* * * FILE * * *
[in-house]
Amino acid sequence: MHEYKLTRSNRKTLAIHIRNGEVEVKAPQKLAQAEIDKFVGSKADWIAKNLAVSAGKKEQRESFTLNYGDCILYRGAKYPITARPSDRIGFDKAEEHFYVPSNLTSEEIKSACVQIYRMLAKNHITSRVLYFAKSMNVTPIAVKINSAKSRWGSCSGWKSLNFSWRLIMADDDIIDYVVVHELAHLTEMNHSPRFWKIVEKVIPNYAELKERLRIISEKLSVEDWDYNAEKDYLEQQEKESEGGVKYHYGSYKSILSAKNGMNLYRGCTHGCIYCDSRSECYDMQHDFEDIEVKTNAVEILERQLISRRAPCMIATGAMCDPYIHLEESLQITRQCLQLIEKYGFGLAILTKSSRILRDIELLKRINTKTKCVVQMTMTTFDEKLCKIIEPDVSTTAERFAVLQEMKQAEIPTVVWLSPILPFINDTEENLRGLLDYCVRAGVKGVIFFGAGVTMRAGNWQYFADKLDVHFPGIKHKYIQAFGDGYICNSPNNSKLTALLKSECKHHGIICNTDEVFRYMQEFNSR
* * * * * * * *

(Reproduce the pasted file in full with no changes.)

[in-house]
Amino acid sequence: MHEYKLTRSNRKTLAIHIRNGEVEVKAPQKLAQAEIDKFVGSKADWIAKNLAVSAGKKEQRESFTLNYGDCILYRGAKYPITARPSDRIGFDKAEEHFYVPSNLTSEEIKSACVQIYRMLAKNHITSRVLYFAKSMNVTPIAVKINSAKSRWGSCSGWKSLNFSWRLIMADDDIIDYVVVHELAHLTEMNHSPRFWKIVEKVIPNYAELKERLRIISEKLSVEDWDYNAEKDYLEQQEKESEGGVKYHYGSYKSILSAKNGMNLYRGCTHGCIYCDSRSECYDMQHDFEDIEVKTNAVEILERQLISRRAPCMIATGAMCDPYIHLEESLQITRQCLQLIEKYGFGLAILTKSSRILRDIELLKRINTKTKCVVQMTMTTFDEKLCKIIEPDVSTTAERFAVLQEMKQAEIPTVVWLSPILPFINDTEENLRGLLDYCVRAGVKGVIFFGAGVTMRAGNWQYFADKLDVHFPGIKHKYIQAFGDGYICNSPNNSKLTALLKSECKHHGIICNTDEVFRYMQEFNSR